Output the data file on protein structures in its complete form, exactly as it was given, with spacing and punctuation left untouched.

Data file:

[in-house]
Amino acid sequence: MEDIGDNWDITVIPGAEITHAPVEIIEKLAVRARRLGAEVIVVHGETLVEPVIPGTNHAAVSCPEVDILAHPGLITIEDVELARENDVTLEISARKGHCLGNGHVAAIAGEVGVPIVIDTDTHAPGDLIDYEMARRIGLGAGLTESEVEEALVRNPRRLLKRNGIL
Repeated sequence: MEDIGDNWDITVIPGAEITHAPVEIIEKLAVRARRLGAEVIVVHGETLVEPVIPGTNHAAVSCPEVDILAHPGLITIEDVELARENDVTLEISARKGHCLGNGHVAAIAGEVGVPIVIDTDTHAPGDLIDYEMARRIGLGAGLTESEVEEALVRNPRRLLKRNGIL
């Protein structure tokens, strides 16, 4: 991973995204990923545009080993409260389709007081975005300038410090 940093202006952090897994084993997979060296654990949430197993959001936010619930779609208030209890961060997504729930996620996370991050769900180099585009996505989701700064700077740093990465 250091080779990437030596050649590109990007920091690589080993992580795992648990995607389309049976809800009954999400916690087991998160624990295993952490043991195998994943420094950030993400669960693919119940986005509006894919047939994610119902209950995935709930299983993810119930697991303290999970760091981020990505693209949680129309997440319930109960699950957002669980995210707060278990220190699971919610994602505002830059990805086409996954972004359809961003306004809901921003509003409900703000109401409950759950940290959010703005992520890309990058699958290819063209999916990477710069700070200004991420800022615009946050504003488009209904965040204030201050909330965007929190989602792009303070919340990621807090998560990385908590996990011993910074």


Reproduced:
[in-house]
Amino acid sequence: MEDIGDNWDITVIPGAEITHAPVEIIEKLAVRARRLGAEVIVVHGETLVEPVIPGTNHAAVSCPEVDILAHPGLITIEDVELARENDVTLEISARKGHCLGNGHVAAIAGEVGVPIVIDTDTHAPGDLIDYEMARRIGLGAGLTESEVEEALVRNPRRLLKRNGIL
Repeated sequence: MEDIGDNWDITVIPGAEITHAPVEIIEKLAVRARRLGAEVIVVHGETLVEPVIPGTNHAAVSCPEVDILAHPGLITIEDVELARENDVTLEISARKGHCLGNGHVAAIAGEVGVPIVIDTDTHAPGDLIDYEMARRIGLGAGLTESEVEEALVRNPRRLLKRNGIL
């Protein structure tokens, strides 16, 4: 991973995204990923545009080993409260389709007081975005300038410090 940093202006952090897994084993997979060296654990949430197993959001936010619930779609208030209890961060997504729930996620996370991050769900180099585009996505989701700064700077740093990465 250091080779990437030596050649590109990007920091690589080993992580795992648990995607389309049976809800009954999400916690087991998160624990295993952490043991195998994943420094950030993400669960693919119940986005509006894919047939994610119902209950995935709930299983993810119930697991303290999970760091981020990505693209949680129309997440319930109960699950957002669980995210707060278990220190699971919610994602505002830059990805086409996954972004359809961003306004809901921003509003409900703000109401409950759950940290959010703005992520890309990058699958290819063209999916990477710069700070200004991420800022615009946050504003488009209904965040204030201050909330965007929190989602792009303070919340990621807090998560990385908590996990011993910074």